(The Center Square) – Starting in September, all Minnesota debt collectors must provide debtors a list of Minnesota-based nonprofit organizations that can provide them with credit counseling.
The Minnesota Department of Commerce is implementing laws that legislators passed this spring and Gov. Tim Walz signed in May.
The document debt collectors and agencies must provide is posted on the department’s website in six languages: English, Chinese, Hmong, Somali, Spanish and Vietnamese. The nonprofits help debtors under their rights and responsibilities and work with debtors, creditors and collection agencies to satisfy debts.
Another law passed this spring takes effect in 2024. That law makes changes for “payday loans,” which are small and short-term loans.
The state will place a maximum cap of loan finance charges and fees of 50% annual percentage rate. It will mandate collectors analyze the borrower’s ability to repay the funds for loans that have between 37% and 50% APR. The loan threshold for short-term loans increased from $1,000 to $5,000. All lenders must issue these types of loans under the new laws.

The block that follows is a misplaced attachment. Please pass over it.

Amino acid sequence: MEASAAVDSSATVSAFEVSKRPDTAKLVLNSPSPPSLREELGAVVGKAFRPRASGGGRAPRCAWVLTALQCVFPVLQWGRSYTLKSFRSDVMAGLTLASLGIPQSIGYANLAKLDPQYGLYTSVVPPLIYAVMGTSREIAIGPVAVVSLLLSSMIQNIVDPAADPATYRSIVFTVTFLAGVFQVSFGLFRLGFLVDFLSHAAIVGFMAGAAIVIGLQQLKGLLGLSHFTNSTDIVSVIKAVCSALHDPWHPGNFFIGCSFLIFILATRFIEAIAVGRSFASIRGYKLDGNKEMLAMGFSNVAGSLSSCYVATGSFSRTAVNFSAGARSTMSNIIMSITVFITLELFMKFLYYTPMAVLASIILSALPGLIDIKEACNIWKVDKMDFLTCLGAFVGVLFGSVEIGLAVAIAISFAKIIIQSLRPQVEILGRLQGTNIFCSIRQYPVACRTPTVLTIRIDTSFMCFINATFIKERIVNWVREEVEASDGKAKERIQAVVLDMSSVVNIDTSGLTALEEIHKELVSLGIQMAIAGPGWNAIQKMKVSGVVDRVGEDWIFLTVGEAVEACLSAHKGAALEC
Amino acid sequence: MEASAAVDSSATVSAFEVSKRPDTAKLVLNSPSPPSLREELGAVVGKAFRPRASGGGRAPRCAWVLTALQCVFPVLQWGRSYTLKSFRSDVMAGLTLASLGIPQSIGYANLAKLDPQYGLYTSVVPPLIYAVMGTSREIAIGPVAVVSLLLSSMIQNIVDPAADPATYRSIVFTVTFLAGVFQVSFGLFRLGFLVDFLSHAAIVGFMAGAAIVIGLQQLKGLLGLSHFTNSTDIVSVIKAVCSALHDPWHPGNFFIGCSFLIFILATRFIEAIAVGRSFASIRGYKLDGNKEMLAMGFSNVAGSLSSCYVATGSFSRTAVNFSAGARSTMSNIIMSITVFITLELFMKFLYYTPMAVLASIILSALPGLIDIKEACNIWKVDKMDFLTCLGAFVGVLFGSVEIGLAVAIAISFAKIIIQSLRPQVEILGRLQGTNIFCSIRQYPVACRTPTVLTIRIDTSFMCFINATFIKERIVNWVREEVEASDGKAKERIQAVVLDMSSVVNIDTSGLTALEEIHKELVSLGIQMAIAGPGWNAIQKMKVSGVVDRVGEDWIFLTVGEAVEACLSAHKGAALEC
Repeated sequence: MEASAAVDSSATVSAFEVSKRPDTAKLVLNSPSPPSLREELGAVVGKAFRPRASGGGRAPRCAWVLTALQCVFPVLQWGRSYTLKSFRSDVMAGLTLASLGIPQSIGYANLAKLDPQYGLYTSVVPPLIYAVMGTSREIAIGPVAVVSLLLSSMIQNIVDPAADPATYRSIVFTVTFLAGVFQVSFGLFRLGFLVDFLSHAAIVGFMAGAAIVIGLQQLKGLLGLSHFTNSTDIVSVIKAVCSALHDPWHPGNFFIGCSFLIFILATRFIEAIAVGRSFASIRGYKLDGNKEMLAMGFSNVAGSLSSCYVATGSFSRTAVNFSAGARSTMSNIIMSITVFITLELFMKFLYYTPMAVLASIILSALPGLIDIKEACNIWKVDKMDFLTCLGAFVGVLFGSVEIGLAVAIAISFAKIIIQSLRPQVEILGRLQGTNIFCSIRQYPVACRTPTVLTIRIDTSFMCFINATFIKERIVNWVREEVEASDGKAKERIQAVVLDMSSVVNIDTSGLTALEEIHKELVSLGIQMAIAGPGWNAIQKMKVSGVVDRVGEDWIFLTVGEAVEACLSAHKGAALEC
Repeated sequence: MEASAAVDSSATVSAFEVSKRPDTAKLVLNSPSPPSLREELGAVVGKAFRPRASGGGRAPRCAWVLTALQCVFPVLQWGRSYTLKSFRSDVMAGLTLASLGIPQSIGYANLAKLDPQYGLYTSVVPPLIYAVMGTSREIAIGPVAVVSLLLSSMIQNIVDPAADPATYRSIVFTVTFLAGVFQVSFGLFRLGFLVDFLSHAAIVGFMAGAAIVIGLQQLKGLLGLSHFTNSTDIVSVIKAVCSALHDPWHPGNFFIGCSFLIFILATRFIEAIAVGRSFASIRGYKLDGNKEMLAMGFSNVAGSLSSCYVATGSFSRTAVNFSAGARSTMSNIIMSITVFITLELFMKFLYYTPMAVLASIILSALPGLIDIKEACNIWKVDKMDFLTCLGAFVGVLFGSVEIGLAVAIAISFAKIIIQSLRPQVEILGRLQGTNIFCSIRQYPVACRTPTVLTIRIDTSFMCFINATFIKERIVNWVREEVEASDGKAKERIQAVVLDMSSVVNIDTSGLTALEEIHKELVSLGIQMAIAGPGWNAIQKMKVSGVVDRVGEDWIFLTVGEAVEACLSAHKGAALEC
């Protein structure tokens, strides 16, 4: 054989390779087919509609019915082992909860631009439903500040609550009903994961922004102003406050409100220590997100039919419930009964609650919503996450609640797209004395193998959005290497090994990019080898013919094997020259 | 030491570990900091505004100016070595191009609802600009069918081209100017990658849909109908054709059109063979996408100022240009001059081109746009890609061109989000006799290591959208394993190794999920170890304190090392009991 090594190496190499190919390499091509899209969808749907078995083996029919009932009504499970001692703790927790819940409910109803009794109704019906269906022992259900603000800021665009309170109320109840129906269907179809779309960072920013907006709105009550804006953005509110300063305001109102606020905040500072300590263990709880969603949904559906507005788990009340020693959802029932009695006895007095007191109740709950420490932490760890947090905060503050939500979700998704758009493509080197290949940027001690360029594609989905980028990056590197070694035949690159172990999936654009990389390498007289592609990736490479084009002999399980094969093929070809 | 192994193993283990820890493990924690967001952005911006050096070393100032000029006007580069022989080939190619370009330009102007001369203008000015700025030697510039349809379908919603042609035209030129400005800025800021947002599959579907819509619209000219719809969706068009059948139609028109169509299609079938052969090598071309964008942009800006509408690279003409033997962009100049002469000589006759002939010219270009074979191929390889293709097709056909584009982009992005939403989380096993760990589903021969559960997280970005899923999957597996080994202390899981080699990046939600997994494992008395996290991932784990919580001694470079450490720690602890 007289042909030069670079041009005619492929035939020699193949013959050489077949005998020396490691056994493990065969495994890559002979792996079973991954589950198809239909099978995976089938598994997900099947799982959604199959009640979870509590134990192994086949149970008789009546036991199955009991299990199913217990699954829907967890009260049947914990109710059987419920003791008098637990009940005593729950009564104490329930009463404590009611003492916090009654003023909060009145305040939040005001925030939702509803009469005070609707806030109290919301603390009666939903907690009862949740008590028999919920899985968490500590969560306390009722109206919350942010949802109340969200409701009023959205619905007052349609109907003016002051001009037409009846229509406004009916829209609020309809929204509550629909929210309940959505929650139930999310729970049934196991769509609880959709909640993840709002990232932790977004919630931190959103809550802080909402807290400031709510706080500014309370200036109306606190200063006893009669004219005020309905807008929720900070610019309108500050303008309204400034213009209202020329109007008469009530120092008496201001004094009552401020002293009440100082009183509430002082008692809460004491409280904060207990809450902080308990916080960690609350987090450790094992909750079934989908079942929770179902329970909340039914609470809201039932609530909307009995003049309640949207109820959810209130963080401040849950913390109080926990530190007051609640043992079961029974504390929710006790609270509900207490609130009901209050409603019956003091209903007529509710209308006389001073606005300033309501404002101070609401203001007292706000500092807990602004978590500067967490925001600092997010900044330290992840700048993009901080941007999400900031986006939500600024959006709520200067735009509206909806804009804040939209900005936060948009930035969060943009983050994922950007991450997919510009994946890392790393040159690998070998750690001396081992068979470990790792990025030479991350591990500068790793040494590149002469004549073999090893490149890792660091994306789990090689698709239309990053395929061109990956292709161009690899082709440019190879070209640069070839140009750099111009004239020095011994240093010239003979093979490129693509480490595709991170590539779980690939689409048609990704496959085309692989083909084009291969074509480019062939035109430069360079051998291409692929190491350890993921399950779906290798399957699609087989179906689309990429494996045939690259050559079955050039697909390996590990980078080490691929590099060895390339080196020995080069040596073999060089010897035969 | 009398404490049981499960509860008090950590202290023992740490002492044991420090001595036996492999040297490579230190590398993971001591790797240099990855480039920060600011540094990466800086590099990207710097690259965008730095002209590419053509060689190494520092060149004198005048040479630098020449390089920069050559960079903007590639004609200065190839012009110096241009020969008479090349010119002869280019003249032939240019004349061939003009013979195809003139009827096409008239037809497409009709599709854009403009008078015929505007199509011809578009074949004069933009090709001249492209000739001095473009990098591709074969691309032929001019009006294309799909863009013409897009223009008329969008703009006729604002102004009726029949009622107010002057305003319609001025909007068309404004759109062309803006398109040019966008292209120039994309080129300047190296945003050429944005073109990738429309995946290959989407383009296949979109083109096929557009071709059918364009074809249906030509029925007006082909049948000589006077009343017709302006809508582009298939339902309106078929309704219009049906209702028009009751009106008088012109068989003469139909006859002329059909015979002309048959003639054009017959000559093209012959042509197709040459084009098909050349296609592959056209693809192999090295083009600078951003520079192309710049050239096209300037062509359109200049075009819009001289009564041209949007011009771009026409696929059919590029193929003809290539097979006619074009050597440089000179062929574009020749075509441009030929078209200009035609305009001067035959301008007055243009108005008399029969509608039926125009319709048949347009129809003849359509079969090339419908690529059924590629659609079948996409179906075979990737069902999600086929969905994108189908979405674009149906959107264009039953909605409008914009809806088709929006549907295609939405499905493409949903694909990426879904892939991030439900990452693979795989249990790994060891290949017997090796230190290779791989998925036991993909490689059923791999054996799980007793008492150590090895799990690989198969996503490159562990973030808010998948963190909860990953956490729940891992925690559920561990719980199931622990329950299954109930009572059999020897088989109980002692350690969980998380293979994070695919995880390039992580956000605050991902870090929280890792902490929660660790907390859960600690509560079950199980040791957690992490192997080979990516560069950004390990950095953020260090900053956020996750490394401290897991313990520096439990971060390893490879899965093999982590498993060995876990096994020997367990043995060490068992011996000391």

Commerce Commissioner Grace Arnold said the new laws protect residents and the department wants to build a fair marketplace for consumers and businesses.
“Too often, borrowers have been harmed by falling into a debt trap of multiple payday loans each year,” Arnold said.
The department reported that the number of small and short-term loans consumers took out dropped from about 330,000 in 2017 to about 151,000 in 2021 before rising to 160,000 in 2022. The loan amounts have also dropped by nearly half, from $133.6 million in 2017 to $67.9 million in 2022, though they were still lower in 2021, at $62.2 million. The number of consumers with at least one loan was just under 45,000 in 2017 and just under 25,100 in 2022.
Consumers that are having trouble paying bills should request an extension from or negotiate a repayment with the business. Options might include credit cards or loans from a local bank or credit union.
Before using an online lender, Minnesotans should make sure the lender is licensed in-state, here. Unlicensed online lenders exist.